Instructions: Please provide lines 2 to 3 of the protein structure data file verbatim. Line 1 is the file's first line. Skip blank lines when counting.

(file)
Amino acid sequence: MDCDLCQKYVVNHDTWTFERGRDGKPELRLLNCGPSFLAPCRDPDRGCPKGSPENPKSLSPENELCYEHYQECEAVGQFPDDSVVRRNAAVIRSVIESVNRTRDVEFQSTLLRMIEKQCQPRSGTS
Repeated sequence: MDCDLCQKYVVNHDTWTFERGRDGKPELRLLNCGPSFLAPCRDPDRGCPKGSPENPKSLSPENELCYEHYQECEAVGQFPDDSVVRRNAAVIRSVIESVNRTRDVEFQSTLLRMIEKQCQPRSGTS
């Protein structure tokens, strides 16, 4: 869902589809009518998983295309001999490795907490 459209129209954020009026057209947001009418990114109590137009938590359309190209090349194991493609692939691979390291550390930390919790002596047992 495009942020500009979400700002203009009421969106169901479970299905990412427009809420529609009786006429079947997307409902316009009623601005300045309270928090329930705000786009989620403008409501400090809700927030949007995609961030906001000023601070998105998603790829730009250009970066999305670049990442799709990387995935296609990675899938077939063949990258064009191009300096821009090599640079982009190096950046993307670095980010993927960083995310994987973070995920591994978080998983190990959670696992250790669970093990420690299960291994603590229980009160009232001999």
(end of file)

Repeated sequence: MDCDLCQKYVVNHDTWTFERGRDGKPELRLLNCGPSFLAPCRDPDRGCPKGSPENPKSLSPENELCYEHYQECEAVGQFPDDSVVRRNAAVIRSVIESVNRTRDVEFQSTLLRMIEKQCQPRSGTS
């Protein structure tokens, strides 16, 4: 869902589809009518998983295309001999490795907490 459209129209954020009026057209947001009418990114109590137009938590359309190209090349194991493609692939691979390291550390930390919790002596047992 495009942020500009979400700002203009009421969106169901479970299905990412427009809420529609009786006429079947997307409902316009009623601005300045309270928090329930705000786009989620403008409501400090809700927030949007995609961030906001000023601070998105998603790829730009250009970066999305670049990442799709990387995935296609990675899938077939063949990258064009191009300096821009090599640079982009190096950046993307670095980010993927960083995310994987973070995920591994978080998983190990959670696992250790669970093990420690299960291994603590229980009160009232001999």